AW: To me, identifying as an “environmental researcher, storyteller and activist” carries with it a sense of duty and responsibility, beyond the title. Each, but especially research, has a history of extraction, which is why I think it is so important to work with communities, not conduct work on communities. I think Georgetown’s focus on public service was especially conducive to prompting that realization — public service and working for others has always been embedded in a Georgetown education. That means building relationships with people to create climate solutions. For example, in my work in India right now, I haven’t even started formal interviews yet. Why? Because, given India’s colonial history and particularly the history of research in low-income communities, I believe it is critical to build relationships with people first. That’s what I’m doing now: simply asking questions like “Tell me about your family!” and “Where does your son go to school?” Throughout these conversations, observations and questions about water supply become apparent and inform future interviews, but the primary goal is developing trust by also sharing my own life story and learning the language in which people are thinking and communicating.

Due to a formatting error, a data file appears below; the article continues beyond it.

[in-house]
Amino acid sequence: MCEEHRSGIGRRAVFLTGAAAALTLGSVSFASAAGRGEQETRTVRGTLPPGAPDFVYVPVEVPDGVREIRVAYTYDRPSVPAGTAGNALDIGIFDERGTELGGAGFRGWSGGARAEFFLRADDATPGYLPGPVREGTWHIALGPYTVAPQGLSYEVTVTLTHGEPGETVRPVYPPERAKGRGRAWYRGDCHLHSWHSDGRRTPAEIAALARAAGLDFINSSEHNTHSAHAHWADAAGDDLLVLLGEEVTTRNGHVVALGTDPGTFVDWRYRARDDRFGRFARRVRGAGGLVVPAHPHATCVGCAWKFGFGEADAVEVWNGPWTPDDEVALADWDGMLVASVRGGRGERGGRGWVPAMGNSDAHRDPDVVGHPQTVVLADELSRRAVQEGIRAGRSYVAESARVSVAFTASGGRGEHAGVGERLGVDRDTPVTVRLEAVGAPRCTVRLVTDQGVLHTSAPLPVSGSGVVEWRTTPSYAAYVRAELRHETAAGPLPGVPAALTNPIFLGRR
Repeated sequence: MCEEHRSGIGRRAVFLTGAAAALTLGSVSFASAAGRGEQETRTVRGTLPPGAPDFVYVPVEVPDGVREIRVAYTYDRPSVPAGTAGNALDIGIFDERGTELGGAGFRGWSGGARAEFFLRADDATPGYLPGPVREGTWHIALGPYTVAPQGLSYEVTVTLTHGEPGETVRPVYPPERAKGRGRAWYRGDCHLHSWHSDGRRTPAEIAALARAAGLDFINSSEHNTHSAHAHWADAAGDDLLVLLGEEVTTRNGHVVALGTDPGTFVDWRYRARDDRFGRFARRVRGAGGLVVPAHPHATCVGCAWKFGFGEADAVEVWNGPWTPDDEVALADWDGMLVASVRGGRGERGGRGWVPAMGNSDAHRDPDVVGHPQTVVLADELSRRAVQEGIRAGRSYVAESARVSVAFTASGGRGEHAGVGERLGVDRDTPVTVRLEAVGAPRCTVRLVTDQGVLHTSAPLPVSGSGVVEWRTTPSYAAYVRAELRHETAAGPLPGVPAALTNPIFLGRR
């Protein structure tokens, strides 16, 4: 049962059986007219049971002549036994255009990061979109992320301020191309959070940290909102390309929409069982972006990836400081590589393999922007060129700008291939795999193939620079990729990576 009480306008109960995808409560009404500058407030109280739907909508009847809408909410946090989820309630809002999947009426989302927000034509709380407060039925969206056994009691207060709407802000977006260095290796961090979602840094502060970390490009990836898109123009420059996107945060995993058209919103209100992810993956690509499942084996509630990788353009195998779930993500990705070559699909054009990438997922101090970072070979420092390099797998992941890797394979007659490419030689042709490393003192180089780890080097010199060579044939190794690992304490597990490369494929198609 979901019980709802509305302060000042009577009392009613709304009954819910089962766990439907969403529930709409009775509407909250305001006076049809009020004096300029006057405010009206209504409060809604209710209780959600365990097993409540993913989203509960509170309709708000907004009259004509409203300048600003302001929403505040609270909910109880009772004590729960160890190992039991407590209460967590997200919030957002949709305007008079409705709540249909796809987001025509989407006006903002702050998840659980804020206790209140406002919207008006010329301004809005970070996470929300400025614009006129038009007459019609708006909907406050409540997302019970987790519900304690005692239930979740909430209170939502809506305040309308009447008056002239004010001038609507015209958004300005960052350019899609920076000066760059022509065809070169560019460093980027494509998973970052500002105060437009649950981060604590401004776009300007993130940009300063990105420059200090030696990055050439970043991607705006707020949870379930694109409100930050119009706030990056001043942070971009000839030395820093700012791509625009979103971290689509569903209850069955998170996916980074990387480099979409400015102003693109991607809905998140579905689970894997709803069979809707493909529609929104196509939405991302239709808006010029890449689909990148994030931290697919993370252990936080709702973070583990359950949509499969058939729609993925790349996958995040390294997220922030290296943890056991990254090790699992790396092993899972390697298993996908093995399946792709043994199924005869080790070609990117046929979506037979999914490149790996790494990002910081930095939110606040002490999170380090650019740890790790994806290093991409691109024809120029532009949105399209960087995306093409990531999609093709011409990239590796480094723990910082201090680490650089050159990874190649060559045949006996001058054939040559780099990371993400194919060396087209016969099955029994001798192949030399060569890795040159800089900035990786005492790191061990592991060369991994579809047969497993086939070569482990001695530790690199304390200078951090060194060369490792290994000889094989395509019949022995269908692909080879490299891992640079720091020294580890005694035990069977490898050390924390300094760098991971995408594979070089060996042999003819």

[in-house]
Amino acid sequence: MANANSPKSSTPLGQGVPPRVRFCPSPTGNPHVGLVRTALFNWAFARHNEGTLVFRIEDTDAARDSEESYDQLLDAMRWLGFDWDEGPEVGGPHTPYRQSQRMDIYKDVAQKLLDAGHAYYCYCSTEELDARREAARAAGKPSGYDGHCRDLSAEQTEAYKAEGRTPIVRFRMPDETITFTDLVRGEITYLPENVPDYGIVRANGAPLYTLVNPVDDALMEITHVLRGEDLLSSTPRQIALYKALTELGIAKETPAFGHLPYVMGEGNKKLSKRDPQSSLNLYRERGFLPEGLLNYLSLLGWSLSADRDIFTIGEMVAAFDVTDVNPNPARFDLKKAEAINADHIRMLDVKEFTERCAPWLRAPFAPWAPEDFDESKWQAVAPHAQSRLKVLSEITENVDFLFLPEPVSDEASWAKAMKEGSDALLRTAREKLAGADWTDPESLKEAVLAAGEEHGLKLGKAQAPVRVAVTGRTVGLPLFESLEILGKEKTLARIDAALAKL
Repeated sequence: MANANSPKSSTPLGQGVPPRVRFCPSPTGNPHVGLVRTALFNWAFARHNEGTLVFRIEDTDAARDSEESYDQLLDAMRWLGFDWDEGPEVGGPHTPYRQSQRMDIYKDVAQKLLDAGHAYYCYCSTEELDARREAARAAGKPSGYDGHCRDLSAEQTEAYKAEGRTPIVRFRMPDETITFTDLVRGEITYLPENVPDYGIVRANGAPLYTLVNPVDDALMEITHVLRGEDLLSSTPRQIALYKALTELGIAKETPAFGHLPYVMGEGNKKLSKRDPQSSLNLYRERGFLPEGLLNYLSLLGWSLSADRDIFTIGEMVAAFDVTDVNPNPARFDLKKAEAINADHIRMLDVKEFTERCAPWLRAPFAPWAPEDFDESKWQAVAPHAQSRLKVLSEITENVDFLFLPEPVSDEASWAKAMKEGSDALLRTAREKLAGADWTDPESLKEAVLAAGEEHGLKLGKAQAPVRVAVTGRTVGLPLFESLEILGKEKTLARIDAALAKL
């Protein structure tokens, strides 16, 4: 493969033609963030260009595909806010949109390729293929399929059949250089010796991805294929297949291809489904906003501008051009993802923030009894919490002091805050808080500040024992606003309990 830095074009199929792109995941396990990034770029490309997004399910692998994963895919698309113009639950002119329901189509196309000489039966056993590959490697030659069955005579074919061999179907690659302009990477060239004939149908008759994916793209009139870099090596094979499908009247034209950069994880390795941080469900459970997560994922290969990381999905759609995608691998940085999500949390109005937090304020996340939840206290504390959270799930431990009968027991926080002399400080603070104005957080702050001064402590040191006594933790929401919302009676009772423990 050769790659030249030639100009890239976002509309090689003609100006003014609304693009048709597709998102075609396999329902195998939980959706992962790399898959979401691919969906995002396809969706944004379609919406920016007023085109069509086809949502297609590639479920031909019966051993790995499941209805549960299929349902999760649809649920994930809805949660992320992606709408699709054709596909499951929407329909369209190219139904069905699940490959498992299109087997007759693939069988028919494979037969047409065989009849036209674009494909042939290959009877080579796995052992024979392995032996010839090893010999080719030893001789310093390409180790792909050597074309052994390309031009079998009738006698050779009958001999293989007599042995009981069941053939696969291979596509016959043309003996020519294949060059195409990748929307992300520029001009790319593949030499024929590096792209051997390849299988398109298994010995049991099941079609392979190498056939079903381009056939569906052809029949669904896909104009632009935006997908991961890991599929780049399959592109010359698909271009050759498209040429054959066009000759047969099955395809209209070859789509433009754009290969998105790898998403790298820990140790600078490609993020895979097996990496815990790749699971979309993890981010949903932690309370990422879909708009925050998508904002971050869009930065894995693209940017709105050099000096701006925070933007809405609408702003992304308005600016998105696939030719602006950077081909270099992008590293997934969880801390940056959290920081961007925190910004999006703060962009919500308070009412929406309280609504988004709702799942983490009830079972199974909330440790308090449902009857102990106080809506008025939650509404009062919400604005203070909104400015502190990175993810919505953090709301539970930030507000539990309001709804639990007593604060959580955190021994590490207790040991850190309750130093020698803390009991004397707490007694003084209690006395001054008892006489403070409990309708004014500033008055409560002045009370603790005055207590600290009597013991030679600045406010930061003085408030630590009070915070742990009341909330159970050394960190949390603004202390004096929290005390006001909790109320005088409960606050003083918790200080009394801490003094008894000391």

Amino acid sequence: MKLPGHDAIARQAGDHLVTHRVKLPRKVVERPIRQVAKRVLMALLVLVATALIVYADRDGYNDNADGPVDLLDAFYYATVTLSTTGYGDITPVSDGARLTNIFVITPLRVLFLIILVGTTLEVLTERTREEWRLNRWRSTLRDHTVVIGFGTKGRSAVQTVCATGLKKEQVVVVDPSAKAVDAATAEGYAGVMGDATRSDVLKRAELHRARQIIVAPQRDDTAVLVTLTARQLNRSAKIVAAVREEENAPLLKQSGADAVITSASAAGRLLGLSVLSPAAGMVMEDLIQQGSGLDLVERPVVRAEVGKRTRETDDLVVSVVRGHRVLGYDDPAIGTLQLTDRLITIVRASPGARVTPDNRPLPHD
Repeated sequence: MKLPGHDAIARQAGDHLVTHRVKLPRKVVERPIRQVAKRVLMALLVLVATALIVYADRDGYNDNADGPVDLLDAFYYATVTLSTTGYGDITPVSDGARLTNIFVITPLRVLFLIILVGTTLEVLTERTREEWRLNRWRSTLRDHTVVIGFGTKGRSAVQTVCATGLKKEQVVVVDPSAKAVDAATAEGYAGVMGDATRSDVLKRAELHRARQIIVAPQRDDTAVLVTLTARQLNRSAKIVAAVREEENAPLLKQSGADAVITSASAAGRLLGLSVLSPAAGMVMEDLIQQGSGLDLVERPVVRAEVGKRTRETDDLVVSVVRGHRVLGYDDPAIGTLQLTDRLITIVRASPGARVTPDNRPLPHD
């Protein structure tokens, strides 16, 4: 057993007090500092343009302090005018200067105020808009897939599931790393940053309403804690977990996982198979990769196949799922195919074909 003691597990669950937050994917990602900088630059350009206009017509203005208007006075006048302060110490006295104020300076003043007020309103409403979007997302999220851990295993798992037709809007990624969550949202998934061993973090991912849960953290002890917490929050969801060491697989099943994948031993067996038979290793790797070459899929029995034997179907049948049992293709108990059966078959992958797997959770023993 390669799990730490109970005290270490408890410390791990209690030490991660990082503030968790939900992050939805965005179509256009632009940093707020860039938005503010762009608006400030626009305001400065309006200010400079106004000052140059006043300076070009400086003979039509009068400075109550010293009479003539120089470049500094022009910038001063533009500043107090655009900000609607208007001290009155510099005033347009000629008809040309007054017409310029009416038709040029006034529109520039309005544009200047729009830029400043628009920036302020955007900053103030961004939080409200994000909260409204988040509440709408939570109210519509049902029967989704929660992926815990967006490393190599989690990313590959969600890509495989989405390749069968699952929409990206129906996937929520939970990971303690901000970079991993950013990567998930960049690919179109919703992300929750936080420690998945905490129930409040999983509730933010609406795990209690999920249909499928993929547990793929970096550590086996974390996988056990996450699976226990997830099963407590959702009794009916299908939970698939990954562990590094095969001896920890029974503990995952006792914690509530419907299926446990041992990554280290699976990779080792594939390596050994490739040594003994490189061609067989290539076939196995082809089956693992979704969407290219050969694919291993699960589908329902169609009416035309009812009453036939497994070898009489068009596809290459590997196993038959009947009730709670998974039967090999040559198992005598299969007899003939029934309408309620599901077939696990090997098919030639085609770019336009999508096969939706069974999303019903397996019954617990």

MS: As part of your research on Arizona’s water crisis, you produced a documentary film entitled “Water in the West: The Story of Farming in the Colorado River Basin.” Why were you drawn to this format of storytelling? How did it differ from other, more traditional formats of communication, such as academic papers or data visualization?